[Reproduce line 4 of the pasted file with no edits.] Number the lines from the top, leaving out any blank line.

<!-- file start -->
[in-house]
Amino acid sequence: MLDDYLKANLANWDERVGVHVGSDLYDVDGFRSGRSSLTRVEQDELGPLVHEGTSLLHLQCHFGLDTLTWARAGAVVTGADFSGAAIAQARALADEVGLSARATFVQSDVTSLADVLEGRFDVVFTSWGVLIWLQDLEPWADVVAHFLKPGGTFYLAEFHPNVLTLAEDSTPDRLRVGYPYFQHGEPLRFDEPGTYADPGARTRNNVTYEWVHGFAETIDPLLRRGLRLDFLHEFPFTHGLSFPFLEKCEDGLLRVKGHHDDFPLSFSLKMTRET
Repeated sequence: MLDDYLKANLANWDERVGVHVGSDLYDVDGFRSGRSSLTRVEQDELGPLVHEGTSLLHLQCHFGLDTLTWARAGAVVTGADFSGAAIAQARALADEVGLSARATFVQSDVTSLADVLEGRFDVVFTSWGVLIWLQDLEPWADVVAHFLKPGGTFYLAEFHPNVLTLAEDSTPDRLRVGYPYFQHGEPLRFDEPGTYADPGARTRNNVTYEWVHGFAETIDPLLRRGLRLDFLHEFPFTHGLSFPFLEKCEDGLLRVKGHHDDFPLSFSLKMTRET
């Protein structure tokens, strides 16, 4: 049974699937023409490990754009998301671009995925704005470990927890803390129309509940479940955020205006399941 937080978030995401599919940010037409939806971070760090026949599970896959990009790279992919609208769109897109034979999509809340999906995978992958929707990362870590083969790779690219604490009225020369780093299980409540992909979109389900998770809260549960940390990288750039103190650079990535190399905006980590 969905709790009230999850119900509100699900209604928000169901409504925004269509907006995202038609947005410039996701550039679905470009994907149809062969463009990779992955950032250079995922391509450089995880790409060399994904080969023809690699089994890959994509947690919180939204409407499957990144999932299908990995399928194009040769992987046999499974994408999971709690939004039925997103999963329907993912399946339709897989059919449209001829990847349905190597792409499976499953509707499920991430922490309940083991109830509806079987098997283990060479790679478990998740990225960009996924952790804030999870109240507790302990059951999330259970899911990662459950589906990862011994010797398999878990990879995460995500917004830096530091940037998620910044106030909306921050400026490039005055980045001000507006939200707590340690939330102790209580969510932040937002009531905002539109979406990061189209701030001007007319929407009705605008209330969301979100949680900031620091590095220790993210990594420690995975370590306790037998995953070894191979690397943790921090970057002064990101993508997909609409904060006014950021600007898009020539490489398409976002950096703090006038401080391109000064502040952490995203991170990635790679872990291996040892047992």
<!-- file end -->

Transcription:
């Protein structure tokens, strides 16, 4: 049974699937023409490990754009998301671009995925704005470990927890803390129309509940479940955020205006399941 937080978030995401599919940010037409939806971070760090026949599970896959990009790279992919609208769109897109034979999509809340999906995978992958929707990362870590083969790779690219604490009225020369780093299980409540992909979109389900998770809260549960940390990288750039103190650079990535190399905006980590 969905709790009230999850119900509100699900209604928000169901409504925004269509907006995202038609947005410039996701550039679905470009994907149809062969463009990779992955950032250079995922391509450089995880790409060399994904080969023809690699089994890959994509947690919180939204409407499957990144999932299908990995399928194009040769992987046999499974994408999971709690939004039925997103999963329907993912399946339709897989059919449209001829990847349905190597792409499976499953509707499920991430922490309940083991109830509806079987098997283990060479790679478990998740990225960009996924952790804030999870109240507790302990059951999330259970899911990662459950589906990862011994010797398999878990990879995460995500917004830096530091940037998620910044106030909306921050400026490039005055980045001000507006939200707590340690939330102790209580969510932040937002009531905002539109979406990061189209701030001007007319929407009705605008209330969301979100949680900031620091590095220790993210990594420690995975370590306790037998995953070894191979690397943790921090970057002064990101993508997909609409904060006014950021600007898009020539490489398409976002950096703090006038401080391109000064502040952490995203991170990635790679872990291996040892047992």